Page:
• The New York Knicks are coming off back-to-back losses
  • Knicks head coach Tom Thibodeau is not pleased with the performance of his team's starters in recent games
  • RJ Barrett, Evan Fournier and Julius Randle are confident they can find harmony inside the court as the season continues

The New York Knicks might have a lot of fixing to do if they want to regain their hot start this season.

Things have not been going well for the Knicks in their last few games. They are coming off back-to-back losses, and head coach Tom Thibodeau is not happy about it.

Lashing out at his team’s disappointing 112-100 defeat to the Milwaukee Bucks, Thibodeau claimed that for all they know, the “season’s over,” and the Knicks, particularly the starters, are still figuring out how to win games.

“When it’s 10 games, you say we need 20,” Thibodeau told the media of his five starters. “When it’s 20, you say 30, When it’s 30, you say it’s 40. Before you know it, the season’s over. It’s a bunch of b----–t .”

However, this is not how the Knicks starters see it.

According to Knicks forward RJ Barrett, “any new team” needs ample time to finally find its rhythm.

“Everything takes time — any new team,” Barrett told the New York Post. “No one’s going to have it right away off the bat. It takes time. We’re trying to figure out who we are if we’re going to be consistent.”

Barrett is one of the most consistent scorers for the Knicks this season. In fact, even in the team’s last two defeats, he managed to average 20-plus points on both games.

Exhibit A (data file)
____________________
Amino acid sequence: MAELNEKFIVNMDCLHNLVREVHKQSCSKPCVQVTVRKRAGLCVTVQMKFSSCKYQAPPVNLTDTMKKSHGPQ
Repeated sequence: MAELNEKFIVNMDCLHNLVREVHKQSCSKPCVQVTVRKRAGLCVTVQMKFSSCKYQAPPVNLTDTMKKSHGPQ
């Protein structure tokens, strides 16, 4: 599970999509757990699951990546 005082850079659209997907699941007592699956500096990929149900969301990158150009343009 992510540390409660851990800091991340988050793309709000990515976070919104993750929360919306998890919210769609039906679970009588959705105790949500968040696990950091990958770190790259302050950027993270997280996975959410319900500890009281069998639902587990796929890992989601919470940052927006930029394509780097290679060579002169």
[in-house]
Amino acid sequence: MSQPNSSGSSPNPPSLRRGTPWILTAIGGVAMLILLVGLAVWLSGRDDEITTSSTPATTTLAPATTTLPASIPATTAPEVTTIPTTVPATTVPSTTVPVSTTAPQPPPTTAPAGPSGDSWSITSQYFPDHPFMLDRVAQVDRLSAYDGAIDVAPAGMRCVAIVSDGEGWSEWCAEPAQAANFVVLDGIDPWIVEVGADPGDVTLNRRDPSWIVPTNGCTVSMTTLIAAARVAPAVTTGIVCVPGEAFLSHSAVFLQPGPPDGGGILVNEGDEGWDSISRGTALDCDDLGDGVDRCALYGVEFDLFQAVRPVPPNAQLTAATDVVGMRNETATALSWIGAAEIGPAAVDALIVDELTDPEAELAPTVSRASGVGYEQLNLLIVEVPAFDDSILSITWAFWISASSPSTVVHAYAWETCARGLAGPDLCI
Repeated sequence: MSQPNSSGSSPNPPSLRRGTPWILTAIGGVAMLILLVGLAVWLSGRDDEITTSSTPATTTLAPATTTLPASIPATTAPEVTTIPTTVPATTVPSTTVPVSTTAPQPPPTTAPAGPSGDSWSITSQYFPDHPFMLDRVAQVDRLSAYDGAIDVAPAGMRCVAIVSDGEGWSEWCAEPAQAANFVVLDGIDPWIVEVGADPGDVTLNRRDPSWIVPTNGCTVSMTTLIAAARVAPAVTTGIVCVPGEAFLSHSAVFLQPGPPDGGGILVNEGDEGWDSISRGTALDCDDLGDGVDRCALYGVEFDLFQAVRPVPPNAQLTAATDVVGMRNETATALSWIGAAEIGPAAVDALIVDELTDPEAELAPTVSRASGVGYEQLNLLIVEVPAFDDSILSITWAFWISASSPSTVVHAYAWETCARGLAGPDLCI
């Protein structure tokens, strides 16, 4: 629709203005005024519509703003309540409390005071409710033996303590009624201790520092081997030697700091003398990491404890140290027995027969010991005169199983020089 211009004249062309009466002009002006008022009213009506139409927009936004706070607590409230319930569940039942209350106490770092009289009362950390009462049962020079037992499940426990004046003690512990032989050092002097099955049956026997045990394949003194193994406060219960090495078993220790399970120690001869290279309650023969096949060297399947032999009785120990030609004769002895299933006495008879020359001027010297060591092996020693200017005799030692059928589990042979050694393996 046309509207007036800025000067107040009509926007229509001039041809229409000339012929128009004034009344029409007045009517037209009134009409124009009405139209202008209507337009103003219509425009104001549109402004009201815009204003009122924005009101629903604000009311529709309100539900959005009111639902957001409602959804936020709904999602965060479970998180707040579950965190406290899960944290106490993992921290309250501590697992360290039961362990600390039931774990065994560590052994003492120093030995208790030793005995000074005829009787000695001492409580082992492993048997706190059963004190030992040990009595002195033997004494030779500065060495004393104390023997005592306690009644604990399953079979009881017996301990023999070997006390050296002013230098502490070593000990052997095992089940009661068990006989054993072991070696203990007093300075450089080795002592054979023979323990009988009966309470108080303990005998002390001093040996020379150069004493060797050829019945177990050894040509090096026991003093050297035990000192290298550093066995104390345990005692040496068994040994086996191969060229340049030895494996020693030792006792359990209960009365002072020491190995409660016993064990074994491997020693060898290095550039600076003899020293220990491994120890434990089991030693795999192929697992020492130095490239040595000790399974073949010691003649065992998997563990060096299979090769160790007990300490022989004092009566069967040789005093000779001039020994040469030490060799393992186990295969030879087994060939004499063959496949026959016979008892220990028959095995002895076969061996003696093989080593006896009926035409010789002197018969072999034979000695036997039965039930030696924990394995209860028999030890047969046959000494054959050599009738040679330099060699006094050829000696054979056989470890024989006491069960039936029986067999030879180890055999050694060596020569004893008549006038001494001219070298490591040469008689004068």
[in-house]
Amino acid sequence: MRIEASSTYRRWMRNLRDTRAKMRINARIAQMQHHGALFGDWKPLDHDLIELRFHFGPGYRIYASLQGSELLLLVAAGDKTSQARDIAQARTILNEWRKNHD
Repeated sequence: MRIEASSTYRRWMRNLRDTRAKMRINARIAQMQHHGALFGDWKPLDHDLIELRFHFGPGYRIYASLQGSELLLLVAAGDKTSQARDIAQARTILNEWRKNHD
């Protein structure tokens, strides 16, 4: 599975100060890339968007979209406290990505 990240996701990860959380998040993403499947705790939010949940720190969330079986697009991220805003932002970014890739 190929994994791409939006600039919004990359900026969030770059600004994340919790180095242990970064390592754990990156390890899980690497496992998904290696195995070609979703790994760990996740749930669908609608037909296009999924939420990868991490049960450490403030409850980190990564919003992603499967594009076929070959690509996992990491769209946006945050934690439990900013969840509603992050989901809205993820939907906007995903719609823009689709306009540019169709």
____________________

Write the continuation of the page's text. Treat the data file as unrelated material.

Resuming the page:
Knicks’ new backcourt Evan Fournier, on the other hand, has become the Knicks’ most reliable three-point shooter this season, having 36% from beyond the arc to date.

Evan Fournier #13 and Kemba Walker #8 of the New York Knicks
Evan Fournier #13 and Kemba Walker #8 of the New York Knicks pose for a photo on the observation deck at the Empire State Building on August 17, 2021 in New York City. Getty Images | Dustin Satloff

Like Barrett, Fournier too is certain that the Knicks will soon get along well inside the court as long as they continue to share the ball.

“We have to find that rhythm that we had early on — those first five games of the season,” Fournier said. “So just make sure we share the ball. Sometimes you pass the ball just to pass the ball and the rhythm is going to come back. Once we all touch the ball, you get a good rhythm, you get better shots. And then we all feel good. I think that’s the main thing going forward.”

Julius Randle, meanwhile, acknowledged that they had been outperformed by opponents in some games. Apart from the offense, Randle also put an emphasis on the team’s significant drop on the defensive end.

However, the All-Star big man is also confident that the team can get through it over time.

“I definitely think there are games where we’re being outworked, outrebounded,” Randle concluded. “Our identity’s not our defensive end [like] how it has been.”

“But we know that,” he continued. “We know we got to fix it. We just got to keep working at it, just keep coming together and stay together.”

Julius Randle
Julius Randle #30 of the New York Knicks looks to pass the ball Getty Images | Julio Aguilar